Linda Harvey's Odd Interpretation of the Fourteenth Amendment

On her daily radio commentary yesterday, Linda Harvey offered a rather interesting theory about why the Fourteenth Amendment's guarantee of "equal protection of the laws" shouldn't apply to marriage equality - or seemingly to gay people at all, for that matter - since "people are not naturally homosexual."

Apparently, being a "gay person" doesn't actually qualify one as a "person" under Harvey's understanding of the Fourteenth Amendment:

Why should the equal protection argument be made in favor of homosexual behavior, which is changeable?  People are not naturally homosexual, so the definition of "person" in the Fourteenth Amendment is being twisted to make this assumption.

"Person" should be understood based on historic, beneficial, or at least neutral and fact-based traits; it should not be twisted to incorporate behavior that most religions and most cultures have said a firm "no" to. 

It's also behavior for which there's no recognized science demonstrating a genetic or hormonal origin.  And it's also not beneficial and does not stand the definition of marriage, used for millenia - that is, the act of consummation. It's another sad fact of homosexual behavior that two men or two women can never consummate a marriage; they can never conceive children together. 

This should still have some standing and it remains a fact that there are only two types of human in the world: male and female.  Any other distinctions made are appearance, custom, and construction.  So marriage is the lawful, orderly confirmation of what we already see in nature.

The Supreme Court says they will give their decision in June.  Pray, friends, for truth to prevail.

Matthew Hagee: To Accept Gay Marriage is to Divorce Society from God

On this week's "Hagee Hotline," Matthew Hagee answered questions from congregants and viewers, including one from "Zack" wondering why there is such a focus on homosexuality when the Bible says that everyone is a sinner and that all sins are equal.

Hagee replied that while it is true that all sins are equal, "all sin is not equal in its consequence."  While lying or stealing do not separate others from God, Hagee warned that when a society accepts an "abomination" like gay marriage, it means that society has divorced itself from God:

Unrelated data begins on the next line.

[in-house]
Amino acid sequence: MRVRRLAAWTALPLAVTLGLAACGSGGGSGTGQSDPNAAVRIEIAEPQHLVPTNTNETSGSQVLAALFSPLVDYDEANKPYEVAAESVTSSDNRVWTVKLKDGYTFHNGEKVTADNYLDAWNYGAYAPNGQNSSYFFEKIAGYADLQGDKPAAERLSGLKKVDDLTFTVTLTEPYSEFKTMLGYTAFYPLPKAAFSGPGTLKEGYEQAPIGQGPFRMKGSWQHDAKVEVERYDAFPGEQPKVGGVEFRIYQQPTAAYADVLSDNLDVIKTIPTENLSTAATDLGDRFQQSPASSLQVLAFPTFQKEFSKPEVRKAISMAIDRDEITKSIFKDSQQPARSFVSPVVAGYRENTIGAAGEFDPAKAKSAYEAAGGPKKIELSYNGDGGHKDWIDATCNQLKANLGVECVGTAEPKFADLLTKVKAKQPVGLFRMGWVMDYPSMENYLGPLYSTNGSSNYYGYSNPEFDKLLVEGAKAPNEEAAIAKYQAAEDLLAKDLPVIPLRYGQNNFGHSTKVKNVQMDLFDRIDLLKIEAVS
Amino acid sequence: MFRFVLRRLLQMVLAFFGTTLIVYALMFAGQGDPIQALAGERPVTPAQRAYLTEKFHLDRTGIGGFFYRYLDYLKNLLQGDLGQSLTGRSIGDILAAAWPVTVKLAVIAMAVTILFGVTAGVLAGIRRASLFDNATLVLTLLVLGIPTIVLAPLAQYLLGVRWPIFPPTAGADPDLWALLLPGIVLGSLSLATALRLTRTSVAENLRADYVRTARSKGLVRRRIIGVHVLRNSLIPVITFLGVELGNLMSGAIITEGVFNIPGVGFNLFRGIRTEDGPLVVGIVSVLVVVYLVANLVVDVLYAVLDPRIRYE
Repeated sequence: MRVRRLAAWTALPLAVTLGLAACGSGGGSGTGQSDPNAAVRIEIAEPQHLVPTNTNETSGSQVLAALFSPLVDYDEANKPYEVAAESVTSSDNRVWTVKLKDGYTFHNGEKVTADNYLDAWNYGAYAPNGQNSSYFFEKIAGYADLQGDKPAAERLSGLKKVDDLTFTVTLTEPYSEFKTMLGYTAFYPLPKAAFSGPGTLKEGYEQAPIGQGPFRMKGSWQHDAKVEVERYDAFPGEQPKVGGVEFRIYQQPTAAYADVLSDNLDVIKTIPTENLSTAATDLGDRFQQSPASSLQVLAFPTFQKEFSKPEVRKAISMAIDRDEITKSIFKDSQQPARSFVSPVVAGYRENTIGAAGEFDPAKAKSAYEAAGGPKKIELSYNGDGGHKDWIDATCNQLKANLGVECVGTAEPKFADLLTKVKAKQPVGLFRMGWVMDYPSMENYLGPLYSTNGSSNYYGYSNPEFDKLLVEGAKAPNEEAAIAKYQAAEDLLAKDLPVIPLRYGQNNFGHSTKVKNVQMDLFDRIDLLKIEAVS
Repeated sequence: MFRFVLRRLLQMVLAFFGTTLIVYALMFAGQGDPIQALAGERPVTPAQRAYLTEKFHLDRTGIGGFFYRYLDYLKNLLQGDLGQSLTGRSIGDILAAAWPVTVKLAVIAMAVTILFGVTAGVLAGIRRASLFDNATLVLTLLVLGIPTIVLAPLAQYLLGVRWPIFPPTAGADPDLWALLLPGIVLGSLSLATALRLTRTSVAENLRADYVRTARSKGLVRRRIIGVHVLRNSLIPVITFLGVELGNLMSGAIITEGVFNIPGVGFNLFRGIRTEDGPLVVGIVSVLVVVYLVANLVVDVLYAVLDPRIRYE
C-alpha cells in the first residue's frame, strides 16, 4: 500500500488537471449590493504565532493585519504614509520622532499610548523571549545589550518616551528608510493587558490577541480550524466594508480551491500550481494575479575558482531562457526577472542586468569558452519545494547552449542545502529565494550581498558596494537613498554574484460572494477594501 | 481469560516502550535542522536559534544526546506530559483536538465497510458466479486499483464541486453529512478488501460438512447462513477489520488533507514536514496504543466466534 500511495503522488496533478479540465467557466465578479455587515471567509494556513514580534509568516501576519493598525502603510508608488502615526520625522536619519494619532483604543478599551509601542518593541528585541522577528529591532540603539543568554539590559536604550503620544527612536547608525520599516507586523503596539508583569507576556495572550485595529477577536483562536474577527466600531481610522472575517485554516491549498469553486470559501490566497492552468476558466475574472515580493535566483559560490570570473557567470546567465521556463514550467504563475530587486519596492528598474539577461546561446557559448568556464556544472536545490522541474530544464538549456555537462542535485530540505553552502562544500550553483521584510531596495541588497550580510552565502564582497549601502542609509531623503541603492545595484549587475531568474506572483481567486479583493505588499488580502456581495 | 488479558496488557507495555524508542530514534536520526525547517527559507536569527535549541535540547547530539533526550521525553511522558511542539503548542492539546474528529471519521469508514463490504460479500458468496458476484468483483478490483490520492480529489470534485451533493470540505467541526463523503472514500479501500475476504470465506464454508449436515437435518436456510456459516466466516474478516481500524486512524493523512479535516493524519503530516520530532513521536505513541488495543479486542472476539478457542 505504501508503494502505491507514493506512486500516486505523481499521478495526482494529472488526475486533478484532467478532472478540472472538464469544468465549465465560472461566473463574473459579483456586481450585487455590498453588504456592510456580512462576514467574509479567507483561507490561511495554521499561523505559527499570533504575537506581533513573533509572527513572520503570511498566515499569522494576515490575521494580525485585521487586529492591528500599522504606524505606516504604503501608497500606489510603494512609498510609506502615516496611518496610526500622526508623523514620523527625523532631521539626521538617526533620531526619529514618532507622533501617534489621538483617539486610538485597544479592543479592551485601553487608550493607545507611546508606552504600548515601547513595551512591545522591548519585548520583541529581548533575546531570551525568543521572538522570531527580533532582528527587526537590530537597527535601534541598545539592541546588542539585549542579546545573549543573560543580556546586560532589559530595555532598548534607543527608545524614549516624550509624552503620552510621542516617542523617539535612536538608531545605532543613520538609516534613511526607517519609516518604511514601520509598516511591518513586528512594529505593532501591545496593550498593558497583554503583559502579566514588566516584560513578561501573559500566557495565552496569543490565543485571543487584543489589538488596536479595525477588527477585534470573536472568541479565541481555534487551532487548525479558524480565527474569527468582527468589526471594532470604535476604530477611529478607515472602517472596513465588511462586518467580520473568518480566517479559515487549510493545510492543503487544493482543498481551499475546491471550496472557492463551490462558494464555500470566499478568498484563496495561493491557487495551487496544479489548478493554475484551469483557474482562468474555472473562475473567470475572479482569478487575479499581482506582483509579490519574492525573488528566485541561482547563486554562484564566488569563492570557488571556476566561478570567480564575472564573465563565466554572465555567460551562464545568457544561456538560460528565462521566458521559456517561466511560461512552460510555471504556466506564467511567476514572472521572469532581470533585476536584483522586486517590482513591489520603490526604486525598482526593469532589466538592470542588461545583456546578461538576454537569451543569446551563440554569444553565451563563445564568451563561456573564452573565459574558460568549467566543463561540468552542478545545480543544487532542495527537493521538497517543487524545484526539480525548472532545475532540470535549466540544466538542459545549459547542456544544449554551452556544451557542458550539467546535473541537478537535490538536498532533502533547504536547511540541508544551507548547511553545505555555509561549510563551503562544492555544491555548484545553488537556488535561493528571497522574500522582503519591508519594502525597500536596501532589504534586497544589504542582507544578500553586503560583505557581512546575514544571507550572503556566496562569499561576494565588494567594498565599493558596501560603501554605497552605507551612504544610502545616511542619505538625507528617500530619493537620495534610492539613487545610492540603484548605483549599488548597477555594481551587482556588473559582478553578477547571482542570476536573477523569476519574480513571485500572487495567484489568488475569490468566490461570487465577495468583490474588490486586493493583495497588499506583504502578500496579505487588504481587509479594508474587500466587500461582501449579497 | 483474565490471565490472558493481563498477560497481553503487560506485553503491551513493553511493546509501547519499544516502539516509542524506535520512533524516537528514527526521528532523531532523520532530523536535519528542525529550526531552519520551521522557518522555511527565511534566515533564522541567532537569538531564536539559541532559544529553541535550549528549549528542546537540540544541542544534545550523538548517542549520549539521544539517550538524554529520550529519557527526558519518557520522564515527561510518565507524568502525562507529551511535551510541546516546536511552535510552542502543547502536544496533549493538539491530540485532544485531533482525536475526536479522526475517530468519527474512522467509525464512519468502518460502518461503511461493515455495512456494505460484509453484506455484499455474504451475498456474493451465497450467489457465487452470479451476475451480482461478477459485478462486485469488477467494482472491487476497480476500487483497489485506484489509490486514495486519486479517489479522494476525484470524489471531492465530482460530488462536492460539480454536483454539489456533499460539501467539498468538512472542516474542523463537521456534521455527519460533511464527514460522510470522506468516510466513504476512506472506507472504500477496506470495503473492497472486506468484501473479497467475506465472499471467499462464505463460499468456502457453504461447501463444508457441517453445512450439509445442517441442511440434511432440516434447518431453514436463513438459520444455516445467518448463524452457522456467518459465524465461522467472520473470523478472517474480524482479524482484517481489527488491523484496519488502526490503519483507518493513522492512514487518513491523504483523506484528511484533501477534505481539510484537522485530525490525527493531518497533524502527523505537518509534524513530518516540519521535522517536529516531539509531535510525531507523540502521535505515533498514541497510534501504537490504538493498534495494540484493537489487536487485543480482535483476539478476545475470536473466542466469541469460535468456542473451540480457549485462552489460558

Glenn Beck on Gay Marriage: 'I Don't Care'

Today on his radio program, Glenn Beck declared that he is not opposed to gay marriage, provided that nobody tries to destroy his marriage or his church.  But, Beck claimed, that is exactly what "the Left" is always trying to do, which is why the issue of marriage equality is so controversial:

No, Linda Harvey, Marriage Equality Will Not Make Jesus Get Gay Married

Linda Harvey is not happy with the recent vote in Washington state in favor of marriage equality and she is even less happy with the decision by the state to revise its marriage licenses to add an option for "spouse," in addition to "bride" and "groom," allowing those who are getting married to choose which they prefer. 

In Harvey's eyes, this change undermines the "legitimacy of man-woman marriage" and, even worse, creates confusion about the Christian imagery in which Jesus one day returns to earth to marry his "bride": the church.

Well now, even though truth has not changed; marriage is still, in reality, one man and one woman, the voters' decision prompted health department officials to propose a change in language until enough people objected.  The words "bride" and "groom" were going to be replaced with "spouse A" and "spouse B" or "person A" and "person B" on marriage licenses, according to the original proposal.